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Ecosystem Services in Agriculture

When most people think of farm animals, they
think of cows or pigs or chickens that provide humans with meat, milk, or eggs. Yet even at farms that only grow plants, animals
are important. Creatures one would normally take for granted
provide a wide array of economic and environmental benefits to the farm and the wider landscape. These benefits are known as ecosystem services. Consider the growing wheat. All plants need water, but it can’t always
reach the roots way down in the soil. Yet as the humble earthworm burrows through
the ground, it creates channels for water to flow. The wheat is also plagued by pest insects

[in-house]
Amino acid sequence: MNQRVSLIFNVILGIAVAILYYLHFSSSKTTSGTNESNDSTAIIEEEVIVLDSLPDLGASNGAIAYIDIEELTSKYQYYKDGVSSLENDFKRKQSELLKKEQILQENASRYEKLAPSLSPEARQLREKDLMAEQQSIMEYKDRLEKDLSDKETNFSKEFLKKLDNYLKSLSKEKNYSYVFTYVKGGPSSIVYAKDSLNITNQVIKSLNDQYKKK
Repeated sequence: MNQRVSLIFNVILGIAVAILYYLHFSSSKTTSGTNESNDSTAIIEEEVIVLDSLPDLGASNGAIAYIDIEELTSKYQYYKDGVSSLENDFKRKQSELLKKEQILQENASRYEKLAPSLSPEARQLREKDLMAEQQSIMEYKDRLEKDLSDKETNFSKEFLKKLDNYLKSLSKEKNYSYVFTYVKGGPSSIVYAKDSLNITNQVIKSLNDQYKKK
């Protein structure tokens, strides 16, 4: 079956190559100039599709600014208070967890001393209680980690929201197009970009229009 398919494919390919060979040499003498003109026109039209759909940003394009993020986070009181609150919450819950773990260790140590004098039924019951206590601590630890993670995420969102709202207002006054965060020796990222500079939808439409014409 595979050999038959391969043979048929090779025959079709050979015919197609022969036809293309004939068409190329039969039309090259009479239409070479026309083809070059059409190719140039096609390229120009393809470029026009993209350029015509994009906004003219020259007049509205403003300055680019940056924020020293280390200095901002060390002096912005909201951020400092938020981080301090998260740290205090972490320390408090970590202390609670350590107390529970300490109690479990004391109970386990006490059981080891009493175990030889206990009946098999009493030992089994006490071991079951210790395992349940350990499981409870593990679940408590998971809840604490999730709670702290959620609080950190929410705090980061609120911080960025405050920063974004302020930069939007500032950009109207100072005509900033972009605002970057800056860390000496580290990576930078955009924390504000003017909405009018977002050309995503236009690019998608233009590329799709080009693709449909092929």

like aphids, which drain the sap from its stems and reduce its growth. Yet when the predatory lady beetle makes a
meal of them, the wheat is spared and the farmer is kept from needing to apply as many
pesticides. Meanwhile, the farm’s apple trees are blooming,
but it takes a bee to turn the flowers into red delicious fruit come autumn. As it probes the flower for nectar, the bee’s
hairy body gets dusted with pollen, which it can then transfer to other flowers, fertilizing
them and allowing the fruit to grow. In the fall, the apples are picked and the
wheat is harvested. The farm has much to thank its animals, but
there remains one more service to perform. As the leaves fall from the apple trees, animals
like this isopod as well as numerous microbes too small to see will break them down and
release the nutrients locked up inside, returning them to the soil so that the trees can keep
growing year after year. These are just a few of the many ways ecological
communities contribute to human society. Preserving and managing these and other ecosystem
services is an important part of good environmental stewardship.


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